The Conway Historical Society was incorporated in April 1973 to collect and preserve historical records and artifacts that document persons, places, organizations and events in and associated with Conway, Massachusetts. The Society maintains a museum at 50 Main Street, open on Sundays (1-4 p.m.) in July and August (or by appointment) and during the Festival of the Hills, and the one-room Boyden Schoolhouse, adjacent to the Conway Grammar School and open during the Festival.
Annual membership dues are $10 for individuals and $18 for families. The Society is a nonprofit 501(c) (3) organization.
The Conway Historical Society maintains a collection of important organizational records, family papers and photographs, and hundreds of artifacts. Highlights of the collection include:
Conway was incorporated in 1767, a town in the hills just west of Deerfield. The first town center was in the area known as Pumpkin Hollow along the present Whately Road at the intersections with Old Cricket Hill Road and Maple Street.
The South River, which twists and tumbles through Conway on its way from Ashfield to its juncture with the Deerfield River, gave rise to Conway's industrial prominence through most of the 19th and early 20th centuries. Of the many power dams and mills that lined the river, only the Conant and Donelson tap and die company building, now Orchard Equipment & Supply Co., OESCO, Inc., remains. The dam is gone but parts of the canal can still be seen.
During the industrial period, the town center moved to its present location along Route 116.
Towards the end of the 19th century, the Conway power dam, still standing, was built. It powered the town and the Conway Electric Street Railway--the first street railway in the state chartered to haul freight.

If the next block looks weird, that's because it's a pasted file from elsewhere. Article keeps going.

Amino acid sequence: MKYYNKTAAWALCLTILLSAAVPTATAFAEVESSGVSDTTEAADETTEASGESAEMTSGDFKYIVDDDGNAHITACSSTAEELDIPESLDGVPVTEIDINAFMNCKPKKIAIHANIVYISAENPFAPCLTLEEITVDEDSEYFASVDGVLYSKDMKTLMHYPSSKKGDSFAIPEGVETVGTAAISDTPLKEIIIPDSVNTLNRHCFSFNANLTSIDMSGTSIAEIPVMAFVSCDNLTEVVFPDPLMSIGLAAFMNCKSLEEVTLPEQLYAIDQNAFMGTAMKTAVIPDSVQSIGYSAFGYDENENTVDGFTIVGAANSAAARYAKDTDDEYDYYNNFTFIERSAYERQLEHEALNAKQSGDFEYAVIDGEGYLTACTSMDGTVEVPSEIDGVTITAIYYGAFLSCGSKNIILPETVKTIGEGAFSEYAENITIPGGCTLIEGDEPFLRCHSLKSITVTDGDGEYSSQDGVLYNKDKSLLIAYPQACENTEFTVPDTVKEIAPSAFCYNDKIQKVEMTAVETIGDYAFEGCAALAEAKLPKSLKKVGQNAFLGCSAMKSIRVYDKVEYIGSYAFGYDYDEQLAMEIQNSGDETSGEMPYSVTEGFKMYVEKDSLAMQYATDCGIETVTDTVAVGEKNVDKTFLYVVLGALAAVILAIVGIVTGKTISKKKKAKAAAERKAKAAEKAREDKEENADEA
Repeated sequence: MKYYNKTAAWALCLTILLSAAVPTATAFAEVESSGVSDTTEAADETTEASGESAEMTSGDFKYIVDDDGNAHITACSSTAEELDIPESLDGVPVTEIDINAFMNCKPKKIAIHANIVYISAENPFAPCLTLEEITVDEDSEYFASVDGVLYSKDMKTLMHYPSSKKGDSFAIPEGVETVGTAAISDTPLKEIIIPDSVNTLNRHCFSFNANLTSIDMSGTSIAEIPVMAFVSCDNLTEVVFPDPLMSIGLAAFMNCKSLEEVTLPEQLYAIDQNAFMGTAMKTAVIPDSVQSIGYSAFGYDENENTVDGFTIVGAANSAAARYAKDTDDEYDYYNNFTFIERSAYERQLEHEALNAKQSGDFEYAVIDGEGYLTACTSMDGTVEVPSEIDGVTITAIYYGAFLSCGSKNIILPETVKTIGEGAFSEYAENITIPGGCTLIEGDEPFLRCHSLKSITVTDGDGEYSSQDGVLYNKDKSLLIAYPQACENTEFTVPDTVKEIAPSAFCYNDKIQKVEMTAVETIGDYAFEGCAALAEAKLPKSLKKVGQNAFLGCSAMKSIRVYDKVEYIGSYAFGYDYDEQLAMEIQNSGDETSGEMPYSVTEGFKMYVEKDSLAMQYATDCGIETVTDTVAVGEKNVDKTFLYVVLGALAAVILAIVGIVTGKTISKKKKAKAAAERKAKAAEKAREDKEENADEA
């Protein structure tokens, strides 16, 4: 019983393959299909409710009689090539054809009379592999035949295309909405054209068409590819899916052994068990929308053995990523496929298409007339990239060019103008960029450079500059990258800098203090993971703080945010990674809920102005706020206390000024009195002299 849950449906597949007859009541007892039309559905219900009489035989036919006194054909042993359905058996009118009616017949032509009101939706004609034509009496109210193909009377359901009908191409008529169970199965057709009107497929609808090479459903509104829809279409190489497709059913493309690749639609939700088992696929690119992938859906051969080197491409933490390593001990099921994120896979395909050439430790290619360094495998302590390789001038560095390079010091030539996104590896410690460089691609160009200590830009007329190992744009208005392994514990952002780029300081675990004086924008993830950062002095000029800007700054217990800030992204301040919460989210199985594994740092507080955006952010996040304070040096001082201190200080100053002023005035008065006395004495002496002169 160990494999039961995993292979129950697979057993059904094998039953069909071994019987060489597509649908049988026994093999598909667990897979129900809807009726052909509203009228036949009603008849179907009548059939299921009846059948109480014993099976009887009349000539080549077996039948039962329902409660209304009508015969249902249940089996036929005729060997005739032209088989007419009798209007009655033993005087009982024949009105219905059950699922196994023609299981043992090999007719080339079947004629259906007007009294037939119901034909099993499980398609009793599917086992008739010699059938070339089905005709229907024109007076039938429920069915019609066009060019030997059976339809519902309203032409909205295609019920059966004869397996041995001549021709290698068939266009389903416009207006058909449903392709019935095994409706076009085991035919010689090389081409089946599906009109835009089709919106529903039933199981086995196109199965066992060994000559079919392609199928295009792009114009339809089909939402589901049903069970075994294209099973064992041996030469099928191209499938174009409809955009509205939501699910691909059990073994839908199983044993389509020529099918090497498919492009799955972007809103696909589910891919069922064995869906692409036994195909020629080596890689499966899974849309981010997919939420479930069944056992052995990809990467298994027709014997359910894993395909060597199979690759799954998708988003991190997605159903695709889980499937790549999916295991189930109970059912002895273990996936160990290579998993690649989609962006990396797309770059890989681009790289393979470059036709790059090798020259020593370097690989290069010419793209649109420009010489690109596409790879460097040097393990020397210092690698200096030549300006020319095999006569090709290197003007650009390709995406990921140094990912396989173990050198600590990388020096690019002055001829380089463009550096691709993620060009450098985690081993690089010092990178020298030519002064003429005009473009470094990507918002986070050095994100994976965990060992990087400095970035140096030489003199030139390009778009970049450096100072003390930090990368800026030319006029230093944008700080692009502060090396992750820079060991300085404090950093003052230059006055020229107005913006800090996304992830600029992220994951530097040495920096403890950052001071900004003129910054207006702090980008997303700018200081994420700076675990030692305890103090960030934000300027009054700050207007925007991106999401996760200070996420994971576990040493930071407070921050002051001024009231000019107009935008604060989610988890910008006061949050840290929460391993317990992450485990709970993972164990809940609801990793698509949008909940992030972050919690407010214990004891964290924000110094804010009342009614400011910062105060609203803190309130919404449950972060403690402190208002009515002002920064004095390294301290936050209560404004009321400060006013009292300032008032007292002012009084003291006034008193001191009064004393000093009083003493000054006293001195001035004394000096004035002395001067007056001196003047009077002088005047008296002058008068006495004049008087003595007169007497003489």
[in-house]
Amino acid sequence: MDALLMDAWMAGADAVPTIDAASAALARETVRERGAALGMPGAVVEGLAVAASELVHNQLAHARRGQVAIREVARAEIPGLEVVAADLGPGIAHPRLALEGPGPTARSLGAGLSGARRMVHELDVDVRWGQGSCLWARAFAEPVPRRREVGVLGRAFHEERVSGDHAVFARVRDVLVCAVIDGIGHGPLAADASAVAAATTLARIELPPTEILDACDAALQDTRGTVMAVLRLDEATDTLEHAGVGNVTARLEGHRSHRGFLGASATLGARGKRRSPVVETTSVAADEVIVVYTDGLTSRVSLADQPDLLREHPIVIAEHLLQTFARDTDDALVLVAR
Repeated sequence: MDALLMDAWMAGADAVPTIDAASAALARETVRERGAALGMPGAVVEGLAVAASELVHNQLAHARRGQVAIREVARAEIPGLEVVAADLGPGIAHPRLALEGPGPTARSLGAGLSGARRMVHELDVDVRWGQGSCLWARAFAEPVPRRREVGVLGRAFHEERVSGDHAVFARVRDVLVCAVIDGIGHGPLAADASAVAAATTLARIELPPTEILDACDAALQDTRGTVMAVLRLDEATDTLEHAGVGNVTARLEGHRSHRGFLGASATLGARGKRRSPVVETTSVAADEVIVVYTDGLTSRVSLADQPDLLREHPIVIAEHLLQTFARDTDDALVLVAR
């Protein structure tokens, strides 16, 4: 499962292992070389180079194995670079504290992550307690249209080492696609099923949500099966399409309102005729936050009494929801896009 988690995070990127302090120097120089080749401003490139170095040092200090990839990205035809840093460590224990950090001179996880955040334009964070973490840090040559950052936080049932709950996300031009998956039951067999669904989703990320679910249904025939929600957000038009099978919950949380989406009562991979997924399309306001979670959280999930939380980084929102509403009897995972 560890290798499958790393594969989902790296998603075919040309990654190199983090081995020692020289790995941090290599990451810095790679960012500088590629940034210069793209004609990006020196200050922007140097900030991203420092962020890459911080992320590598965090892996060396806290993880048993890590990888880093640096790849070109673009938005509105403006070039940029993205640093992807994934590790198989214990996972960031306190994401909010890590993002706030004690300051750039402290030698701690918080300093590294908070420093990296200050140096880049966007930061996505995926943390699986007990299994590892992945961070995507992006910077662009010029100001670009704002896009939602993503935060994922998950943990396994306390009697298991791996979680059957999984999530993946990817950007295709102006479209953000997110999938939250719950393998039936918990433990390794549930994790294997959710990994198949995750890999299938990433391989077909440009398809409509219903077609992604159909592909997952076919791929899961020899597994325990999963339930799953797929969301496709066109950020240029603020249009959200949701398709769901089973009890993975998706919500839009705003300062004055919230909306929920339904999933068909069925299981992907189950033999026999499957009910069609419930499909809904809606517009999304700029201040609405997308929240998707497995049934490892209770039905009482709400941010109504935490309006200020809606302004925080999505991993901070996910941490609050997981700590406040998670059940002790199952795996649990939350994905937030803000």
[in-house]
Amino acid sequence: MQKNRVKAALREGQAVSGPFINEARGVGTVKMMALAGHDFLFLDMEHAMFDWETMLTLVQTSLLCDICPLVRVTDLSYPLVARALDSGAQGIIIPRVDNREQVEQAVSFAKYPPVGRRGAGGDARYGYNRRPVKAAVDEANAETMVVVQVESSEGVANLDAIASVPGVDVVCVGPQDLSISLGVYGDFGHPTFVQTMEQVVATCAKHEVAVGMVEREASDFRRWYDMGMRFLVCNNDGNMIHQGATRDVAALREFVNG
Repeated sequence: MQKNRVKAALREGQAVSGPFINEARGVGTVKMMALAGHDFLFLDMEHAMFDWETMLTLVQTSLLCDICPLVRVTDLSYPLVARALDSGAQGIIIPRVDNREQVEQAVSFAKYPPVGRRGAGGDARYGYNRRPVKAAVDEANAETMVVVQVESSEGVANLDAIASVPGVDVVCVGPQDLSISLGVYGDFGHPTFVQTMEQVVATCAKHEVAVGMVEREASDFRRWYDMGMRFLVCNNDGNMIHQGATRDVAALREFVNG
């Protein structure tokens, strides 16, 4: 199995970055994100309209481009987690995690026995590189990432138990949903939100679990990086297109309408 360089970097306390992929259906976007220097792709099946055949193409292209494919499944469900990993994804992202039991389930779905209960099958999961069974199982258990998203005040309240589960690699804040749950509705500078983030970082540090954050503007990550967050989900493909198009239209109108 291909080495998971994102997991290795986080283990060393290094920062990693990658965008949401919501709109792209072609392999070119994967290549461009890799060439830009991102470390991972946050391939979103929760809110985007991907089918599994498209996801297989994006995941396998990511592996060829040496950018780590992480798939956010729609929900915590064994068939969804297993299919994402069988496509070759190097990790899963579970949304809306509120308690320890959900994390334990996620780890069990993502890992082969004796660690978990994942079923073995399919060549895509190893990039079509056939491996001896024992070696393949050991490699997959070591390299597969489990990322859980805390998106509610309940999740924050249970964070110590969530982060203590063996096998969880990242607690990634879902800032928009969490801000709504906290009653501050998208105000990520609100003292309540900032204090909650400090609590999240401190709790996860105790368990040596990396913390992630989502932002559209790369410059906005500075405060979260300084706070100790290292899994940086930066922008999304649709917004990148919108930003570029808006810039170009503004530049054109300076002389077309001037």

Today Conway is home to educators, artists, writers, professionals, business people, trades and crafts people, entrepreneurs, and farmers. The town still relies on the traditional New England form of government: a selectboard and town meetings.
Conway's hilly landscape is dominated by original farms, state forest woods and streams, maple sugar houses, bed and breakfast establishments, and remnants of the industrial era.
Field Memorial Library (designed by Boston architects Shepley, Rutan and Coolidge), Burkeville Covered Bridge, one-room schoolhouses (including the renovated Boyden Schoolhouse), Bardwells Ferry Bridge (only example of a lenticular truss in Western Massachusetts), power dam on South River, abutments from the former New Haven Railroad bridge across South River (highest railroad bridge in the state), original farms and community supported agriculture (Natural Roots) , maple sugar houses, the Conway pool, cemeteries (Pine Grove, Howland, Poland Gate, and Cricket Hill), the wildlife refuge on Poland Road, and the state forest.
Marshall Field (merchant), Archibald MacLeish (poet laureate and Librarian of Congress), William Lester Stevens (renowned painter), the Rev. Edward Hitchcock (a president of Amherst College), and Jack Chesbro (baseball Hall of Famer--holds modern record for most wins in a season).
United Congregational Church (published a town newsletter, The Visitor; now Conway Currents), St. Mark's Catholic Church, the Conway Grammar School, and the Shang Shung School of Tibetan Medicine.
Ambulance Corps, Conway Historical Commission, Festival of the Hills Committee, Fire Department and Auxiliary, Garden Club, Sportsmen's Club, and various town committees.
Jack Chesbro displays his catch of the day!